COLUMBUS, Ohio (AP) — Ohio State coach Urban Meyer loves the spread offense.
He loves winning with a robust running game even more.
In that regard, he’s far closer to Woody Hayes than he is to, oh, Chip Kelly.
”We like to pride ourselves on being balanced,” Meyer said Tuesday. ”However, (our spread) is very physical – it’s not the chuck ‘n’ duck, basketball-on-grass type of offense at all. It’s a power-oriented run game.”
So in other words, when No. 23 Wisconsin comes to Ohio Stadium on Saturday night to face the fourth-ranked Buckeyes, both sides want to throw the ball, but their first priority is jamming it down the opposing defense’s throat.
Even though most Ohio State fans think of Meyer’s spread as a cutting-edge offense with multiple receivers, backs getting the ball out wide, quick snaps, no huddles and lots of passes, in many ways it’s back to the future for the Buckeyes.
Make no mistake about it: The Buckeyes like to run the ball. And they like to run it straight at you, if at all possible.
Wisconsin first-year coach Gary Andersen, a former Meyer lieutenant who remains a close friend, isn’t misled.
”They’re going to do what they do. They want to run the ball first,” he said. ”They want to be very effective in the play-action run game. You’ll see the football go out sideways to get you to run, get the defense tired, and they’ll come back at you and start running the ball and trying to be physical with you.”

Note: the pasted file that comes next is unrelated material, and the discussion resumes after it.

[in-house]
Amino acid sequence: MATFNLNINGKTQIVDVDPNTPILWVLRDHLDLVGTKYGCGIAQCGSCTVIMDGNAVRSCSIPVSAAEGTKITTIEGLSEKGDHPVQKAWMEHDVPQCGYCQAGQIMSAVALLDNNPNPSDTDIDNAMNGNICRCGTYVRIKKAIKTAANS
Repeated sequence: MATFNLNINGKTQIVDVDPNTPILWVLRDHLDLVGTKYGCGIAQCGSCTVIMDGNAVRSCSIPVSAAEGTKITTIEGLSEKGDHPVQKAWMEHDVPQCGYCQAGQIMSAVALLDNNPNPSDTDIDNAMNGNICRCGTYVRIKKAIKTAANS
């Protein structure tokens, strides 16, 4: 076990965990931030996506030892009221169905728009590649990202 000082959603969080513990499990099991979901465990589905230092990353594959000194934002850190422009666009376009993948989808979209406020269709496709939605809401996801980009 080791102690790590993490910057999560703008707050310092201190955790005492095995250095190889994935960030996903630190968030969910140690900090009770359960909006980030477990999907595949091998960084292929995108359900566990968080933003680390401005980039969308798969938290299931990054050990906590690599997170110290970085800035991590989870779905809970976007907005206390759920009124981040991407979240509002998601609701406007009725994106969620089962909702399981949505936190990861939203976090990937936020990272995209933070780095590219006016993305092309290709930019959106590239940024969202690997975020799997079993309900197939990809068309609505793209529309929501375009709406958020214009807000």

Both Ohio State and Wisconsin are best when running. Wisconsin is third in the nation in rushing, averaging 350 yards. Ohio State is sixth at 311.
In the first half alone of last week’s 76-0 shellacking of overmatched Florida A&M, an FCS team, the Buckeyes passed 34 times. But that was an anomaly.
Wisconsin would like nothing better than for its big guys up front and in the offensive backfield to decide the game.
The Buckeyes swear that regardless of how people define the spread, they remain a power team.
Continue Reading: Badgers, Buckeyes each want to overpower the other